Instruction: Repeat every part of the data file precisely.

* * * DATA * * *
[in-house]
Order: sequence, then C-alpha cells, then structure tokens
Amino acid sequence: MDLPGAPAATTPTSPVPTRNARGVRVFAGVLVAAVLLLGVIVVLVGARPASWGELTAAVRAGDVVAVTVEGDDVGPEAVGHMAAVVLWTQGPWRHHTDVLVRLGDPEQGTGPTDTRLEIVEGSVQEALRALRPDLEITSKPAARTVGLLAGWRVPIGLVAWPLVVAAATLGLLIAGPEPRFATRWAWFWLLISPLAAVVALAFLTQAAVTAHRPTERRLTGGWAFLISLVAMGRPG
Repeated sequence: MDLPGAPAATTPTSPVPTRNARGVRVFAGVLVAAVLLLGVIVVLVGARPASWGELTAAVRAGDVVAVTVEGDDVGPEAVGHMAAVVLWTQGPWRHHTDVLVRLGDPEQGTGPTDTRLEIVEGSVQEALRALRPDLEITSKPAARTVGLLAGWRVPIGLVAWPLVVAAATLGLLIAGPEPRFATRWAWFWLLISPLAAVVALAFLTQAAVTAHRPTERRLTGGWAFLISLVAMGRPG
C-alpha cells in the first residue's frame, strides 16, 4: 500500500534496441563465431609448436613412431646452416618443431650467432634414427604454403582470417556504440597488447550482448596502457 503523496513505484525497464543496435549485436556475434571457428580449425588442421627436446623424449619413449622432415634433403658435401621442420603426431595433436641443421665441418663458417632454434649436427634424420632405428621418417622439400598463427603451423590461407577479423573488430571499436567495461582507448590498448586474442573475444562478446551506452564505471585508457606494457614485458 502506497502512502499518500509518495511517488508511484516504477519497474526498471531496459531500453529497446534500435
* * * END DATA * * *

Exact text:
[in-house]
Order: sequence, then C-alpha cells, then structure tokens
Amino acid sequence: MDLPGAPAATTPTSPVPTRNARGVRVFAGVLVAAVLLLGVIVVLVGARPASWGELTAAVRAGDVVAVTVEGDDVGPEAVGHMAAVVLWTQGPWRHHTDVLVRLGDPEQGTGPTDTRLEIVEGSVQEALRALRPDLEITSKPAARTVGLLAGWRVPIGLVAWPLVVAAATLGLLIAGPEPRFATRWAWFWLLISPLAAVVALAFLTQAAVTAHRPTERRLTGGWAFLISLVAMGRPG
Repeated sequence: MDLPGAPAATTPTSPVPTRNARGVRVFAGVLVAAVLLLGVIVVLVGARPASWGELTAAVRAGDVVAVTVEGDDVGPEAVGHMAAVVLWTQGPWRHHTDVLVRLGDPEQGTGPTDTRLEIVEGSVQEALRALRPDLEITSKPAARTVGLLAGWRVPIGLVAWPLVVAAATLGLLIAGPEPRFATRWAWFWLLISPLAAVVALAFLTQAAVTAHRPTERRLTGGWAFLISLVAMGRPG
C-alpha cells in the first residue's frame, strides 16, 4: 500500500534496441563465431609448436613412431646452416618443431650467432634414427604454403582470417556504440597488447550482448596502457 503523496513505484525497464543496435549485436556475434571457428580449425588442421627436446623424449619413449622432415634433403658435401621442420603426431595433436641443421665441418663458417632454434649436427634424420632405428621418417622439400598463427603451423590461407577479423573488430571499436567495461582507448590498448586474442573475444562478446551506452564505471585508457606494457614485458 502506497502512502499518500509518495511517488508511484516504477519497474526498471531496459531500453529497446534500435